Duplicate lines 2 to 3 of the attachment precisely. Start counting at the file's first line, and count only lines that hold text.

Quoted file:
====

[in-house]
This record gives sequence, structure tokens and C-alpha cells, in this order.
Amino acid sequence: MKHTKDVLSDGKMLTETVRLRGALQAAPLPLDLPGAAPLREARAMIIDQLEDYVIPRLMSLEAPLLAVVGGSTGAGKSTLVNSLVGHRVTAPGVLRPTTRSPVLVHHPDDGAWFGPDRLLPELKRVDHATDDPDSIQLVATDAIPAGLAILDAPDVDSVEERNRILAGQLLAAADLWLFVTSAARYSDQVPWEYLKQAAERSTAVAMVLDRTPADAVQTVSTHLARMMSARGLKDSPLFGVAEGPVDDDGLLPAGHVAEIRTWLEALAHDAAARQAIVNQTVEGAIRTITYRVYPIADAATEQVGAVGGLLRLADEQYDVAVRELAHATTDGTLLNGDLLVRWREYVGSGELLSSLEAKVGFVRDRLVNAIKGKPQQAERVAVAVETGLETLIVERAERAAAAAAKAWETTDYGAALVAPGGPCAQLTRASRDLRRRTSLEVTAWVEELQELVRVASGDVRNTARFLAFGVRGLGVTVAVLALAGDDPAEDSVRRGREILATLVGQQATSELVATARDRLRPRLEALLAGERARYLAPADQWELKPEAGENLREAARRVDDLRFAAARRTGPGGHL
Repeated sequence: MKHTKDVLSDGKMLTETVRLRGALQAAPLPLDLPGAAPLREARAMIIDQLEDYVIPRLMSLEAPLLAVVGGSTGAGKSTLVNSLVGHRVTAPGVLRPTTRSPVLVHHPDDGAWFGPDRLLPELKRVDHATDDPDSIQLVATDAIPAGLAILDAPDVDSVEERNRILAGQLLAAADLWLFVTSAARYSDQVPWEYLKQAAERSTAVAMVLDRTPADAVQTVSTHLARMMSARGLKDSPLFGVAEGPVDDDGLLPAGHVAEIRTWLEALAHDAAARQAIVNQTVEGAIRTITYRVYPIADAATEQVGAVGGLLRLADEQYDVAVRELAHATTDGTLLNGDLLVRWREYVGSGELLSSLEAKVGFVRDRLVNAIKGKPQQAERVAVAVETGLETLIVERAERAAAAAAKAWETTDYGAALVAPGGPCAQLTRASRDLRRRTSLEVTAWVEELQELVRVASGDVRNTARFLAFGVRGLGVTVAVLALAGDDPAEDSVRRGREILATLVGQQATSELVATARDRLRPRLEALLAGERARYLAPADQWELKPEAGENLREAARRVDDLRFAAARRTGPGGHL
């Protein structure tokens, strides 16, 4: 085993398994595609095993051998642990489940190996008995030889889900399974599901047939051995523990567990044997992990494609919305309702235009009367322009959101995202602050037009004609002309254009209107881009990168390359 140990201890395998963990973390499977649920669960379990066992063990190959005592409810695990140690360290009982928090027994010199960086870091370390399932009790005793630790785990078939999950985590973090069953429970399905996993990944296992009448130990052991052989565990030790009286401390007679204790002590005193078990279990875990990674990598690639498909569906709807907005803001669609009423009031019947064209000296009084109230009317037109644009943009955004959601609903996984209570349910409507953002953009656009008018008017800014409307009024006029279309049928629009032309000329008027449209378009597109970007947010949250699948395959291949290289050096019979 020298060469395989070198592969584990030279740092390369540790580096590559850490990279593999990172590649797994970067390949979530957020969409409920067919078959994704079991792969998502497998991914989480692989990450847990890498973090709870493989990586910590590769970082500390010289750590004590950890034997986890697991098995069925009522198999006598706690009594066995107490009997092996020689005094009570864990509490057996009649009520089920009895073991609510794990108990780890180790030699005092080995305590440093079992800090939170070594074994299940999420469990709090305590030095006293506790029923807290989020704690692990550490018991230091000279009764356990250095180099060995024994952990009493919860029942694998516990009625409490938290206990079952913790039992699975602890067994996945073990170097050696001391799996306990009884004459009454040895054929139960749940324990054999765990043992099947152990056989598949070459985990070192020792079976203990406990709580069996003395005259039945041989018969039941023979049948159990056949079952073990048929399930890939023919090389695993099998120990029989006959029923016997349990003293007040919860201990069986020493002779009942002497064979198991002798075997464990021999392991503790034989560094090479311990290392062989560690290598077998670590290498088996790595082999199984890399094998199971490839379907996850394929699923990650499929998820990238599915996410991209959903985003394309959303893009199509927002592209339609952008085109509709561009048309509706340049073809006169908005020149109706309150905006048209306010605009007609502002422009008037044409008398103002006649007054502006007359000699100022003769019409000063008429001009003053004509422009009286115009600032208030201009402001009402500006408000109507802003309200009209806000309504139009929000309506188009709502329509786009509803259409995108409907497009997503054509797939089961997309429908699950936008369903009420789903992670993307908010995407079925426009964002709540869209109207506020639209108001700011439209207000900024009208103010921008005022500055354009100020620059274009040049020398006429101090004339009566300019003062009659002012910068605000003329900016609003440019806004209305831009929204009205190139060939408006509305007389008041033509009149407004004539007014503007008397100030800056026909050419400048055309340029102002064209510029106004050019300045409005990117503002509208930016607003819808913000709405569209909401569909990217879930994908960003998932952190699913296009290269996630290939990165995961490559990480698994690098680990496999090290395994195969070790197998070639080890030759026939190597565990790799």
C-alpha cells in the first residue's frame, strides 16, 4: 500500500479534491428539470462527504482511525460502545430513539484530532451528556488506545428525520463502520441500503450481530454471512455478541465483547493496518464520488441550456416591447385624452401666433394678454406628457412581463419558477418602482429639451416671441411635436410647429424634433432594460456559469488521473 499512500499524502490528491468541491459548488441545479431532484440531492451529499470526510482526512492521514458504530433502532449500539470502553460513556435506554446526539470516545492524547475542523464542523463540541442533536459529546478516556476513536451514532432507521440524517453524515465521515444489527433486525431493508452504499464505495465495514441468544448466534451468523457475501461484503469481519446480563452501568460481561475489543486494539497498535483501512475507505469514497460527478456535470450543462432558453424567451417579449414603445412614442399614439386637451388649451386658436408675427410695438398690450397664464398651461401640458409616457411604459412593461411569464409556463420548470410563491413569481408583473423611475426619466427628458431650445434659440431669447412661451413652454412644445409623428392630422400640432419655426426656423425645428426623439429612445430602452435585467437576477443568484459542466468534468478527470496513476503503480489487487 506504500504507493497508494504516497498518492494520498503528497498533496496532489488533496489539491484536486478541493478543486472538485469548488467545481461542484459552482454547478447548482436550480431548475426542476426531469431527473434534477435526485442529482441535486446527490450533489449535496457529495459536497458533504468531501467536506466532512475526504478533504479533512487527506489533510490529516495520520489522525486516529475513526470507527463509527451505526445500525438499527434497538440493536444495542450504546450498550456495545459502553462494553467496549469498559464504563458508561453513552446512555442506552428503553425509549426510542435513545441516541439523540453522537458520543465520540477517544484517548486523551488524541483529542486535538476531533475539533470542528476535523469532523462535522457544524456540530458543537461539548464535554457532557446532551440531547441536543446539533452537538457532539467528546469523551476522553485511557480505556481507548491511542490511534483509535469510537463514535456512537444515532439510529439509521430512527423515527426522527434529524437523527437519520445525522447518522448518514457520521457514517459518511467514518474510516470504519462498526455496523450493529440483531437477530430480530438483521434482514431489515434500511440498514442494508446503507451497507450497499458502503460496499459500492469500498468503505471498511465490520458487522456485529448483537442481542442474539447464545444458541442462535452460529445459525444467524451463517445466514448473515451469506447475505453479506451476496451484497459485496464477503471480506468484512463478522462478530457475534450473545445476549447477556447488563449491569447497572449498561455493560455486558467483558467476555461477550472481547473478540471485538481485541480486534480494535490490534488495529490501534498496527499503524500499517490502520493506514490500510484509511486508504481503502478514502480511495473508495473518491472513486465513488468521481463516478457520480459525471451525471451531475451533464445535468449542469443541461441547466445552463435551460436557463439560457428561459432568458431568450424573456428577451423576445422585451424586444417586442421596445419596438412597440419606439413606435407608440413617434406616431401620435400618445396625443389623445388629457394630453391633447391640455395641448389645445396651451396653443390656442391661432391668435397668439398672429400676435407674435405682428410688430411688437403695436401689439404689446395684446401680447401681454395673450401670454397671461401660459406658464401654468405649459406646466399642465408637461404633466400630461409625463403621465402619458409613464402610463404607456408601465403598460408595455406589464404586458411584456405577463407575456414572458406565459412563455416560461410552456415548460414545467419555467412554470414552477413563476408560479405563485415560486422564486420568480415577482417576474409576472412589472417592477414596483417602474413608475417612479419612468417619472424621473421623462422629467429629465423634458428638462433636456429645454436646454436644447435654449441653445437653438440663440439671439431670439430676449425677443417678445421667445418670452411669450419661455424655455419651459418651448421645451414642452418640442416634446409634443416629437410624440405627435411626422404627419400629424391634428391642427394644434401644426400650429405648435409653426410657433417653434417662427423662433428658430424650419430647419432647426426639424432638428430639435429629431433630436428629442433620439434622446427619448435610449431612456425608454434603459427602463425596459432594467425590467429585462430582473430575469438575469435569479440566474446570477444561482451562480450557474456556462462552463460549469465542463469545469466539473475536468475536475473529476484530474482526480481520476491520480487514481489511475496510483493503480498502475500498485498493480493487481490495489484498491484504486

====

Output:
This record gives sequence, structure tokens and C-alpha cells, in this order.
Amino acid sequence: MKHTKDVLSDGKMLTETVRLRGALQAAPLPLDLPGAAPLREARAMIIDQLEDYVIPRLMSLEAPLLAVVGGSTGAGKSTLVNSLVGHRVTAPGVLRPTTRSPVLVHHPDDGAWFGPDRLLPELKRVDHATDDPDSIQLVATDAIPAGLAILDAPDVDSVEERNRILAGQLLAAADLWLFVTSAARYSDQVPWEYLKQAAERSTAVAMVLDRTPADAVQTVSTHLARMMSARGLKDSPLFGVAEGPVDDDGLLPAGHVAEIRTWLEALAHDAAARQAIVNQTVEGAIRTITYRVYPIADAATEQVGAVGGLLRLADEQYDVAVRELAHATTDGTLLNGDLLVRWREYVGSGELLSSLEAKVGFVRDRLVNAIKGKPQQAERVAVAVETGLETLIVERAERAAAAAAKAWETTDYGAALVAPGGPCAQLTRASRDLRRRTSLEVTAWVEELQELVRVASGDVRNTARFLAFGVRGLGVTVAVLALAGDDPAEDSVRRGREILATLVGQQATSELVATARDRLRPRLEALLAGERARYLAPADQWELKPEAGENLREAARRVDDLRFAAARRTGPGGHL